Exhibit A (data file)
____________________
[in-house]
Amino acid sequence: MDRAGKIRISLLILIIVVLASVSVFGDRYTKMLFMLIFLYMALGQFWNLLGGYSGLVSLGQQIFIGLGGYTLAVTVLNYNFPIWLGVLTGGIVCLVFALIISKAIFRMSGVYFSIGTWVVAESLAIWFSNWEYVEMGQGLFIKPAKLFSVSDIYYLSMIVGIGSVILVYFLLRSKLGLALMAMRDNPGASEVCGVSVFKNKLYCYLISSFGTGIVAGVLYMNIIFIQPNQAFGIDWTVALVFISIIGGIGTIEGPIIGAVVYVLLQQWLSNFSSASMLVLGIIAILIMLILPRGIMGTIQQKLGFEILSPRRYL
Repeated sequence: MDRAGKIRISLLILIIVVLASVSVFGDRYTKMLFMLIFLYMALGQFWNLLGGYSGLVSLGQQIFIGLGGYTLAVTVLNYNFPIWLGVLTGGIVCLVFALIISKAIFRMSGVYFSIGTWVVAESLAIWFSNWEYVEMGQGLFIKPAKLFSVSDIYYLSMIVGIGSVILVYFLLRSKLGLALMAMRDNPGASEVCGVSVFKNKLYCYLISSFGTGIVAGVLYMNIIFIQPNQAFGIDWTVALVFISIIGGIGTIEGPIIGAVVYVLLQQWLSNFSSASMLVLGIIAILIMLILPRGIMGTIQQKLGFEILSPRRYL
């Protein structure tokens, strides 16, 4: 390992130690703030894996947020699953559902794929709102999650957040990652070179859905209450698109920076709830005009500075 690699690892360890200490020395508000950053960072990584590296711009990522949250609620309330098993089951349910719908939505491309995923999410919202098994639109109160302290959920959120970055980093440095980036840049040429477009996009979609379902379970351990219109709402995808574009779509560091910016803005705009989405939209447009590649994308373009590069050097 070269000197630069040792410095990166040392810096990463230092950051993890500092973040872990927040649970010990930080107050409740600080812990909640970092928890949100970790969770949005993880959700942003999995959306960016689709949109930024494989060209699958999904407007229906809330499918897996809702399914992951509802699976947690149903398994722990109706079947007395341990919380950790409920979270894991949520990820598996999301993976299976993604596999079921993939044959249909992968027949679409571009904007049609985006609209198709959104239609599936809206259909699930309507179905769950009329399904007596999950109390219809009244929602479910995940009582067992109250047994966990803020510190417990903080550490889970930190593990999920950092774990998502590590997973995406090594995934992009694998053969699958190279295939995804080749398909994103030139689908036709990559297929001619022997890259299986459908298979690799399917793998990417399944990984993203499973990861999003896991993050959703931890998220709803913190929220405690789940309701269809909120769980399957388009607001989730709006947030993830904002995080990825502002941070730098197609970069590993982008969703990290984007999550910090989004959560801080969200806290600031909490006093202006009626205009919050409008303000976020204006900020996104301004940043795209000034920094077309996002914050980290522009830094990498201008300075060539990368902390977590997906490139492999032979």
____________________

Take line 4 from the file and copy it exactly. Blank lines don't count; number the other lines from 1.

């Protein structure tokens, strides 16, 4: 390992130690703030894996947020699953559902794929709102999650957040990652070179859905209450698109920076709830005009500075 690699690892360890200490020395508000950053960072990584590296711009990522949250609620309330098993089951349910719908939505491309995923999410919202098994639109109160302290959920959120970055980093440095980036840049040429477009996009979609379902379970351990219109709402995808574009779509560091910016803005705009989405939209447009590649994308373009590069050097 070269000197630069040792410095990166040392810096990463230092950051993890500092973040872990927040649970010990930080107050409740600080812990909640970092928890949100970790969770949005993880959700942003999995959306960016689709949109930024494989060209699958999904407007229906809330499918897996809702399914992951509802699976947690149903398994722990109706079947007395341990919380950790409920979270894991949520990820598996999301993976299976993604596999079921993939044959249909992968027949679409571009904007049609985006609209198709959104239609599936809206259909699930309507179905769950009329399904007596999950109390219809009244929602479910995940009582067992109250047994966990803020510190417990903080550490889970930190593990999920950092774990998502590590997973995406090594995934992009694998053969699958190279295939995804080749398909994103030139689908036709990559297929001619022997890259299986459908298979690799399917793998990417399944990984993203499973990861999003896991993050959703931890998220709803913190929220405690789940309701269809909120769980399957388009607001989730709006947030993830904002995080990825502002941070730098197609970069590993982008969703990290984007999550910090989004959560801080969200806290600031909490006093202006009626205009919050409008303000976020204006900020996104301004940043795209000034920094077309996002914050980290522009830094990498201008300075060539990368902390977590997906490139492999032979």